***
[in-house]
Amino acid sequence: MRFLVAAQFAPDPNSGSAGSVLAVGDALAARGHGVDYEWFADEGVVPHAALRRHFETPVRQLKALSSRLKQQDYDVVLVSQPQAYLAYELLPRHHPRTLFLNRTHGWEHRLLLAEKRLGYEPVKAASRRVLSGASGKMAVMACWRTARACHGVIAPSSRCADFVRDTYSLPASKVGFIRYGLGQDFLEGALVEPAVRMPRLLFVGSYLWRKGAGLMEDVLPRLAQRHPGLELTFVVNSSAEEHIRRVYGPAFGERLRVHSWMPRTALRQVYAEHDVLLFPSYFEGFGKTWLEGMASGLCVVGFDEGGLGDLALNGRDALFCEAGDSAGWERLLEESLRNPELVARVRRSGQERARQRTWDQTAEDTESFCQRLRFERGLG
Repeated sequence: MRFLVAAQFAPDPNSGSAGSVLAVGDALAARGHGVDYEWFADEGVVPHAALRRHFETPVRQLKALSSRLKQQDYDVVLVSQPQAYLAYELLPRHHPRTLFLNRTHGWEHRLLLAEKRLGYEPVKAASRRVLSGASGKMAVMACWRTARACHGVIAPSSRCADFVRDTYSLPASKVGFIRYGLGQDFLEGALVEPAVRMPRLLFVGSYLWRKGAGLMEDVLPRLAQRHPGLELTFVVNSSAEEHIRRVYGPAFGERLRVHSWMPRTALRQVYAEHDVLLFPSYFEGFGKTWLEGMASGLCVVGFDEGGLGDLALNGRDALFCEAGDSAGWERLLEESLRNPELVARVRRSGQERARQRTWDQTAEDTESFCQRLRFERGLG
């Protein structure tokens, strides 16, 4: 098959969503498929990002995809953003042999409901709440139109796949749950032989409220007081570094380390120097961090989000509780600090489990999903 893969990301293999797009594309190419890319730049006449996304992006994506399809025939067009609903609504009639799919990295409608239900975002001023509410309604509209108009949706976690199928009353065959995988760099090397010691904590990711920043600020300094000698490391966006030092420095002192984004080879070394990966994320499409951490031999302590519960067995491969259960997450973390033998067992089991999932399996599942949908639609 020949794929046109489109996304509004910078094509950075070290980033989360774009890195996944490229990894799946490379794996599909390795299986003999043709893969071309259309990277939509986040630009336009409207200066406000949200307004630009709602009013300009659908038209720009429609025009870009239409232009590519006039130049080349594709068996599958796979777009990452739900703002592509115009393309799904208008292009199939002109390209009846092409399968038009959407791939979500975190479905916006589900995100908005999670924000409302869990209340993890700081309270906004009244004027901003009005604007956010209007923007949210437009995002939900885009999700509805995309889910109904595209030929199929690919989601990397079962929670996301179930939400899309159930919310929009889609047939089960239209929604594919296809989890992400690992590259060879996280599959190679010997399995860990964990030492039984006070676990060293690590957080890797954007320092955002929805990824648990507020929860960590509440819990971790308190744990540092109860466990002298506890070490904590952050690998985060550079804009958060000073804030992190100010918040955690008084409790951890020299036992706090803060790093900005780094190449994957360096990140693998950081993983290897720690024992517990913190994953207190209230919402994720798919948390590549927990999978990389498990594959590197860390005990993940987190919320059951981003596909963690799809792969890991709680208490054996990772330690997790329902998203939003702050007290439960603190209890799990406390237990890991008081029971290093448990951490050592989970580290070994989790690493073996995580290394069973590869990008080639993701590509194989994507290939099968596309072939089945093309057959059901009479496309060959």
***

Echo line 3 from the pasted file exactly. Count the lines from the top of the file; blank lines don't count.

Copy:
Repeated sequence: MRFLVAAQFAPDPNSGSAGSVLAVGDALAARGHGVDYEWFADEGVVPHAALRRHFETPVRQLKALSSRLKQQDYDVVLVSQPQAYLAYELLPRHHPRTLFLNRTHGWEHRLLLAEKRLGYEPVKAASRRVLSGASGKMAVMACWRTARACHGVIAPSSRCADFVRDTYSLPASKVGFIRYGLGQDFLEGALVEPAVRMPRLLFVGSYLWRKGAGLMEDVLPRLAQRHPGLELTFVVNSSAEEHIRRVYGPAFGERLRVHSWMPRTALRQVYAEHDVLLFPSYFEGFGKTWLEGMASGLCVVGFDEGGLGDLALNGRDALFCEAGDSAGWERLLEESLRNPELVARVRRSGQERARQRTWDQTAEDTESFCQRLRFERGLG